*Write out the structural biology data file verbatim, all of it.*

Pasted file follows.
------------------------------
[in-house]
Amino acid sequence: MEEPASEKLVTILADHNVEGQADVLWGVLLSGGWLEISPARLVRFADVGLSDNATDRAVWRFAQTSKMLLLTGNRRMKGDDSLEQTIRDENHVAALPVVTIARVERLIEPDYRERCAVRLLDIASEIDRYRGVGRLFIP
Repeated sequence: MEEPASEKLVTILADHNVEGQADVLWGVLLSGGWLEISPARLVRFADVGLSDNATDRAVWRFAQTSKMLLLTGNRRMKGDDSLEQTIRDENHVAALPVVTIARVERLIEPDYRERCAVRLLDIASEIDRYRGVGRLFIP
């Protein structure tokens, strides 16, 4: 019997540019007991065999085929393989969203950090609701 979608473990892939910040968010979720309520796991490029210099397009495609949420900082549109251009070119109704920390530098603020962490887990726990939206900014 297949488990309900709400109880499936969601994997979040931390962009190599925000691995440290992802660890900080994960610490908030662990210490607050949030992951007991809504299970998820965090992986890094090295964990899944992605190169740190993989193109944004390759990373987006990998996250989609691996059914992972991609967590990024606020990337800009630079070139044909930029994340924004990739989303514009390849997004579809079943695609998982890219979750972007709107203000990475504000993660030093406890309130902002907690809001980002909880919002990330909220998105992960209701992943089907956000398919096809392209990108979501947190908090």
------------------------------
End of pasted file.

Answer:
[in-house]
Amino acid sequence: MEEPASEKLVTILADHNVEGQADVLWGVLLSGGWLEISPARLVRFADVGLSDNATDRAVWRFAQTSKMLLLTGNRRMKGDDSLEQTIRDENHVAALPVVTIARVERLIEPDYRERCAVRLLDIASEIDRYRGVGRLFIP
Repeated sequence: MEEPASEKLVTILADHNVEGQADVLWGVLLSGGWLEISPARLVRFADVGLSDNATDRAVWRFAQTSKMLLLTGNRRMKGDDSLEQTIRDENHVAALPVVTIARVERLIEPDYRERCAVRLLDIASEIDRYRGVGRLFIP
């Protein structure tokens, strides 16, 4: 019997540019007991065999085929393989969203950090609701 979608473990892939910040968010979720309520796991490029210099397009495609949420900082549109251009070119109704920390530098603020962490887990726990939206900014 297949488990309900709400109880499936969601994997979040931390962009190599925000691995440290992802660890900080994960610490908030662990210490607050949030992951007991809504299970998820965090992986890094090295964990899944992605190169740190993989193109944004390759990373987006990998996250989609691996059914992972991609967590990024606020990337800009630079070139044909930029994340924004990739989303514009390849997004579809079943695609998982890219979750972007709107203000990475504000993660030093406890309130902002907690809001980002909880919002990330909220998105992960209701992943089907956000398919096809392209990108979501947190908090």